Newt Gingrich better hope voters who lapped up his delicious hits on the “elite media” and liberals don’t read the Drudge Report this morning.Former House Majority Leader Tom DeLay says:
Or the National Review. Or the American Spectator. Or Ann Coulter.
If they do, Gingrich comes off looking like a dangerous, anti-Reagan, Clintonian fraud.
It’s as if the conservative media over the past 24 hours decided Gingrich is for real, and they need to come clean about the man they really know before it’s too late.
He’s not really a conservative. I mean, he’ll tell you what you want to hear. He has an uncanny ability, sort of like Clinton, to feel your pain and know his audience and speak to his audience and fire them up.An anonymous "conservative media leader" says:
All of us who were around and saw how he operated as speaker — there’s no one who’s not appalled by the prospect of what could happen. He thinks he embodies conservatism and if he wakes up one day and has a grandiose thought, he is going to expect all of us to fall in line behind him.Bob Dole, who led the Republicans in the Senate while Gingrich was Speaker of the House, released this statement to National Review:
There’s just so much risk on so many levels . . . Everyone’s thinking, ‘It could really happen.’ He could win the presidency if there’s a way to win with 45 percent — a second recession or a third-party candidate.
I have not been critical of Newt Gingrich but it is now time to take a stand before it is too late. If Gingrich is the nominee it will have an adverse impact on Republican candidates running for county, state, and federal offices. Hardly anyone who served with Newt in Congress has endorsed him and that fact speaks for itself. He was a one-man-band who rarely took advice. It was his way or the highway.Dole adds this strange detail:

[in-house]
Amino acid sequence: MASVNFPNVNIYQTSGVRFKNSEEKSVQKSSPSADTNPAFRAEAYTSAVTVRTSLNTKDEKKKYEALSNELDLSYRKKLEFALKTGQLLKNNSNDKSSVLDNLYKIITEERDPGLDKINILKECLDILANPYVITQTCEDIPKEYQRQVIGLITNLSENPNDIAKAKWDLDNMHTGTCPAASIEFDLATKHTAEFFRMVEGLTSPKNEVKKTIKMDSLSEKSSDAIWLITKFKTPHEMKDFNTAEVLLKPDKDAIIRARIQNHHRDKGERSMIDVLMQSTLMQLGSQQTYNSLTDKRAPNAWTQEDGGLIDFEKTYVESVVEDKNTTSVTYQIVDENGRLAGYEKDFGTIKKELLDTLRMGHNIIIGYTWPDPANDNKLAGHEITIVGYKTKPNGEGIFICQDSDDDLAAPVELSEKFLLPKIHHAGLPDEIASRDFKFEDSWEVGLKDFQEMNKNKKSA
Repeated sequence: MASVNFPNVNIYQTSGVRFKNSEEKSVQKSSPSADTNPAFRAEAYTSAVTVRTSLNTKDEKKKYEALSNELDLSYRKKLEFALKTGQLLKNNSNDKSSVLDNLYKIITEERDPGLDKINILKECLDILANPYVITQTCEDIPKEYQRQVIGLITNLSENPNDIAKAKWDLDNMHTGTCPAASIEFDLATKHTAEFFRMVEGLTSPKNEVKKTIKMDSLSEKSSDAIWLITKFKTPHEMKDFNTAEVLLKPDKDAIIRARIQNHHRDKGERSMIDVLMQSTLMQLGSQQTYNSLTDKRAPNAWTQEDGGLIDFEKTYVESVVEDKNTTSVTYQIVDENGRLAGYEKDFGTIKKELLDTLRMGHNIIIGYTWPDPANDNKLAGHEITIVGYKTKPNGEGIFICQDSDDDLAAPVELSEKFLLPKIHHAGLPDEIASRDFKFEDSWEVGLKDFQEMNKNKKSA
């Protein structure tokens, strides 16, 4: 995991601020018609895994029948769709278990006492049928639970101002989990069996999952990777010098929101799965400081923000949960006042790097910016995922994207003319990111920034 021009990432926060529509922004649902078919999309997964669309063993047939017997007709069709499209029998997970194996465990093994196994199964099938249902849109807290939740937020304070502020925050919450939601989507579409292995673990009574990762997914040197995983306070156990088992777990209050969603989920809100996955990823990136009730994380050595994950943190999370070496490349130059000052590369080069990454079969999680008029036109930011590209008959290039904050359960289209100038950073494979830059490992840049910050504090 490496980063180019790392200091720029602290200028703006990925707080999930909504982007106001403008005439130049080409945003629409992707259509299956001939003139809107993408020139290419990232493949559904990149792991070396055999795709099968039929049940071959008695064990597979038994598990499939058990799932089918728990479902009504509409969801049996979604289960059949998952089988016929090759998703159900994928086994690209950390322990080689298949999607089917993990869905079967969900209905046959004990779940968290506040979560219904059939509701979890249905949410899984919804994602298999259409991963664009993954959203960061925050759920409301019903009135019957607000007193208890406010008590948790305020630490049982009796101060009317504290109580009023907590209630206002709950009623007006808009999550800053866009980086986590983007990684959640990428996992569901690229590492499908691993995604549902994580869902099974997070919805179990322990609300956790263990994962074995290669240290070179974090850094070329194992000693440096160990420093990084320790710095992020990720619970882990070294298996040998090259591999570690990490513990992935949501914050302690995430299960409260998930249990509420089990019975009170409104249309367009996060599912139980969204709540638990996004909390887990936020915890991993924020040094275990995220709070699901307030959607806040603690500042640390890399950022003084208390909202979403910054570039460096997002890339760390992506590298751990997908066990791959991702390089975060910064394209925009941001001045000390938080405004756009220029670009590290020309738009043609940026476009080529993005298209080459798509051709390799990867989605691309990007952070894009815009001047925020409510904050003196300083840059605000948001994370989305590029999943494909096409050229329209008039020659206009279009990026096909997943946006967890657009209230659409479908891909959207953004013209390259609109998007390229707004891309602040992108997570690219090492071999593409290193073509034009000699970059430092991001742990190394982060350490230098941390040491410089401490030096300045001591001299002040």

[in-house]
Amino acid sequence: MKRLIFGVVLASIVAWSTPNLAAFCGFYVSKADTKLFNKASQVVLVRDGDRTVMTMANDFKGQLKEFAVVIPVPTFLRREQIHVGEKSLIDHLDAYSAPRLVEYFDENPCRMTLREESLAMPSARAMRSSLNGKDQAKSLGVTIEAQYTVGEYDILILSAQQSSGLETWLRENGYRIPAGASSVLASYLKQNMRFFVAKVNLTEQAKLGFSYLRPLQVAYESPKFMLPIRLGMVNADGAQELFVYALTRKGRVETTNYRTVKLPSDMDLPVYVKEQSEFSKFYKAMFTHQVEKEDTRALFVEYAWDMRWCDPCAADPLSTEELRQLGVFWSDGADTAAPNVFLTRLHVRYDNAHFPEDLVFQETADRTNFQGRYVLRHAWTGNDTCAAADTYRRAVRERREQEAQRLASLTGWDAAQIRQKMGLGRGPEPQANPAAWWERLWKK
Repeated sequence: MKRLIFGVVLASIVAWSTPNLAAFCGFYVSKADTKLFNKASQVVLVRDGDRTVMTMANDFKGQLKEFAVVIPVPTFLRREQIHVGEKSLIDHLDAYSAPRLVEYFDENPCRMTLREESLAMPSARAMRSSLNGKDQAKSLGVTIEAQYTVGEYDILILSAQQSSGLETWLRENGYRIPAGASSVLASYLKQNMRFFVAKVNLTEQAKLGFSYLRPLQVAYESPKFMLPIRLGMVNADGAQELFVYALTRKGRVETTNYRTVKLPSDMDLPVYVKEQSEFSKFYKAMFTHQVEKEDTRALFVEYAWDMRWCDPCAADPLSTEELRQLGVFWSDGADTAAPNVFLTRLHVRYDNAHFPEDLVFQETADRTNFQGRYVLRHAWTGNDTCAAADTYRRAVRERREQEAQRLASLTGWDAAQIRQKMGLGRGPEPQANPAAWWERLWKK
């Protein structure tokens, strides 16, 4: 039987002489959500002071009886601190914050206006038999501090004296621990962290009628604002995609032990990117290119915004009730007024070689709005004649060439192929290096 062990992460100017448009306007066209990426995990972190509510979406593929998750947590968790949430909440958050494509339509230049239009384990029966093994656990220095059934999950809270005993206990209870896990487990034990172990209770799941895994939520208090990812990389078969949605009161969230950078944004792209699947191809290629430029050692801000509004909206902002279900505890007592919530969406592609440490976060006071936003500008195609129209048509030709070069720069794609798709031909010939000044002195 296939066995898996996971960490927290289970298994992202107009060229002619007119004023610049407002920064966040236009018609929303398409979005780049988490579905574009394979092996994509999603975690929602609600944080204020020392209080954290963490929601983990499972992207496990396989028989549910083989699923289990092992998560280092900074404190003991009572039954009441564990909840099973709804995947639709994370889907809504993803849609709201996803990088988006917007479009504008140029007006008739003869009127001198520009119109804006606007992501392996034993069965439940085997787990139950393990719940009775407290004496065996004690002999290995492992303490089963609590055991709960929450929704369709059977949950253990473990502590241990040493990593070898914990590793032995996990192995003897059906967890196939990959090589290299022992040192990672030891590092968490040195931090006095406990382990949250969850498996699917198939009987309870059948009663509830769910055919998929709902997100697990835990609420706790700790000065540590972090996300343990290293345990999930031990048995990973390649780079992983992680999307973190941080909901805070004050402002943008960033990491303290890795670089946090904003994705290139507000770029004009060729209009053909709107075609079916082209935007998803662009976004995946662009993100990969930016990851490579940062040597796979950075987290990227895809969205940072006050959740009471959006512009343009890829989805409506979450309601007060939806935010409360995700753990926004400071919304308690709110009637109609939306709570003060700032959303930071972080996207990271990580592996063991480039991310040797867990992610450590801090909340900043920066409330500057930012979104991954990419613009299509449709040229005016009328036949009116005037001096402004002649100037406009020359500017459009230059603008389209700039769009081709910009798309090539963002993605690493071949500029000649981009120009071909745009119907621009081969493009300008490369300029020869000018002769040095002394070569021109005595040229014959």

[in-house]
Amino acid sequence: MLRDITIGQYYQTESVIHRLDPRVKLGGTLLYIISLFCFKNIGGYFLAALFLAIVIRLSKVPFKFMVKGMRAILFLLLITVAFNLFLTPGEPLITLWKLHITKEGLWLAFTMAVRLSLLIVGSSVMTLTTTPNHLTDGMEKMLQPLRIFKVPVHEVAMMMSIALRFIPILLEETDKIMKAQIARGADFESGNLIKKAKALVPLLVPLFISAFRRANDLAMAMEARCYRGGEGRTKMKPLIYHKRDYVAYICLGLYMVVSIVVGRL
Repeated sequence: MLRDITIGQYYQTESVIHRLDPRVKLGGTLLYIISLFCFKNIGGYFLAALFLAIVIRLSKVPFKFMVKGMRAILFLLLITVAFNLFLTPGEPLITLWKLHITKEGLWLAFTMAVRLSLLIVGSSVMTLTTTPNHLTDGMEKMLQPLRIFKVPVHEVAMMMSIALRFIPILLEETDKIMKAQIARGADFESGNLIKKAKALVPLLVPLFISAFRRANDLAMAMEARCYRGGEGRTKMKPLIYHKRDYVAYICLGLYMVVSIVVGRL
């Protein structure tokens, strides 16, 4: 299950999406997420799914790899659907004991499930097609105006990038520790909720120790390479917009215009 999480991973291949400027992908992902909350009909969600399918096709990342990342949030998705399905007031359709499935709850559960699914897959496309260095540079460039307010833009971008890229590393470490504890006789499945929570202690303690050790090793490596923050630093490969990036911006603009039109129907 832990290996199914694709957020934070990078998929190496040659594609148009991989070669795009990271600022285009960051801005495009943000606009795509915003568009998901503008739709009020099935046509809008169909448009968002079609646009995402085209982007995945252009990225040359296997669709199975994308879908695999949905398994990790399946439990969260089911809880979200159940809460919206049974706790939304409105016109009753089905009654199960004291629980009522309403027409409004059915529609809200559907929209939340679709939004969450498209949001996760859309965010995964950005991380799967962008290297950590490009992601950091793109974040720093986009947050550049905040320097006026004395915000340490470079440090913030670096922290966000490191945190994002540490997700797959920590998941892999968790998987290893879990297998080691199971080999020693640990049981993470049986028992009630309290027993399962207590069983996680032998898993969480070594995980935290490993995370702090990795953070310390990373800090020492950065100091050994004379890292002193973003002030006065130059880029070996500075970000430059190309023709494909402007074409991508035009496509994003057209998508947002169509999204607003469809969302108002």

Gingrich served as Speaker from 1995 to 1999 and had trouble within his own party. By 1997 a number of House Republican members wanted to throw him out as Speaker. But he hung on until after the 1998 elections when Newt could read the writing on the wall. His mounting ethics problems caused him to resign in early 1999. . . .
Gingrich had a new idea every minute and most of them were off the wall. He loved picking a fight with President Clinton because he knew this would get the attention of the press. This and a myriad of other specifics like shutting down the government helped to topple Gingrich in 1998. . . .
The Democrats are spending millions of dollars running negative ads against Romney as they are hoping that Gingrich will be the nominee which could result in a landslide victory for Obama and a crushing defeat for Republicans from the courthouse to the White House. . . .
In my opinion if we want to avoid a sweeping victory by Obama in November, Republicans should nominate Governor Romney as our standard bearer. He could win because he has the requisite experience in the public and private sectors. He would be a president in whom we could have confidence and he would make us proud.
Newt would show up at the campaign headquarters with an empty bucket in his hand — that was a symbol of some sort for him — and I never did know what he was doing or why he was doing it, and I’m not certain he knew either.